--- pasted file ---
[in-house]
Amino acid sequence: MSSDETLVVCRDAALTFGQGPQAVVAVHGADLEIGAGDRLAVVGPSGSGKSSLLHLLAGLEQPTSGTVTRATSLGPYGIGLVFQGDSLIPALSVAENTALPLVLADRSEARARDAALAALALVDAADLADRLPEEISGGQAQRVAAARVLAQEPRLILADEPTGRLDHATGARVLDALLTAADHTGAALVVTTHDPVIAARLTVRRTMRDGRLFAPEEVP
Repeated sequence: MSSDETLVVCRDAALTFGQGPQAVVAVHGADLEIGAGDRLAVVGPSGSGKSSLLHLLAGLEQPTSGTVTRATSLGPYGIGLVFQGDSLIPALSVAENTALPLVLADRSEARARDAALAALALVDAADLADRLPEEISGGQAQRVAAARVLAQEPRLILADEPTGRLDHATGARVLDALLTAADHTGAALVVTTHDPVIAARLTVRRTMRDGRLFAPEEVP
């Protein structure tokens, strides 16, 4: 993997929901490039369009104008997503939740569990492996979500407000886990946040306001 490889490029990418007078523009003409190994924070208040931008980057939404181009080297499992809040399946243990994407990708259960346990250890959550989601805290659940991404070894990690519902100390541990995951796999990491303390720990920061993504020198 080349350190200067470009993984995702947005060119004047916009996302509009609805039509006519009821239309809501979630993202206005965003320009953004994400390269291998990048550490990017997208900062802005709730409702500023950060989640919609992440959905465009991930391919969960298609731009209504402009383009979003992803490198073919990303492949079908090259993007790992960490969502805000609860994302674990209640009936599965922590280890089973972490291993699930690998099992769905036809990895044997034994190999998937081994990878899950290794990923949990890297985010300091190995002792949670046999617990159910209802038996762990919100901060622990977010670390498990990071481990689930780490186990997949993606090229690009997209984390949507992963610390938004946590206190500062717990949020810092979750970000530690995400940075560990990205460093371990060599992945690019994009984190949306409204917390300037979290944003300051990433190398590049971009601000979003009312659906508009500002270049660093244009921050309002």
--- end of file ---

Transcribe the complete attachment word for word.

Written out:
[in-house]
Amino acid sequence: MSSDETLVVCRDAALTFGQGPQAVVAVHGADLEIGAGDRLAVVGPSGSGKSSLLHLLAGLEQPTSGTVTRATSLGPYGIGLVFQGDSLIPALSVAENTALPLVLADRSEARARDAALAALALVDAADLADRLPEEISGGQAQRVAAARVLAQEPRLILADEPTGRLDHATGARVLDALLTAADHTGAALVVTTHDPVIAARLTVRRTMRDGRLFAPEEVP
Repeated sequence: MSSDETLVVCRDAALTFGQGPQAVVAVHGADLEIGAGDRLAVVGPSGSGKSSLLHLLAGLEQPTSGTVTRATSLGPYGIGLVFQGDSLIPALSVAENTALPLVLADRSEARARDAALAALALVDAADLADRLPEEISGGQAQRVAAARVLAQEPRLILADEPTGRLDHATGARVLDALLTAADHTGAALVVTTHDPVIAARLTVRRTMRDGRLFAPEEVP
């Protein structure tokens, strides 16, 4: 993997929901490039369009104008997503939740569990492996979500407000886990946040306001 490889490029990418007078523009003409190994924070208040931008980057939404181009080297499992809040399946243990994407990708259960346990250890959550989601805290659940991404070894990690519902100390541990995951796999990491303390720990920061993504020198 080349350190200067470009993984995702947005060119004047916009996302509009609805039509006519009821239309809501979630993202206005965003320009953004994400390269291998990048550490990017997208900062802005709730409702500023950060989640919609992440959905465009991930391919969960298609731009209504402009383009979003992803490198073919990303492949079908090259993007790992960490969502805000609860994302674990209640009936599965922590280890089973972490291993699930690998099992769905036809990895044997034994190999998937081994990878899950290794990923949990890297985010300091190995002792949670046999617990159910209802038996762990919100901060622990977010670390498990990071481990689930780490186990997949993606090229690009997209984390949507992963610390938004946590206190500062717990949020810092979750970000530690995400940075560990990205460093371990060599992945690019994009984190949306409204917390300037979290944003300051990433190398590049971009601000979003009312659906508009500002270049660093244009921050309002």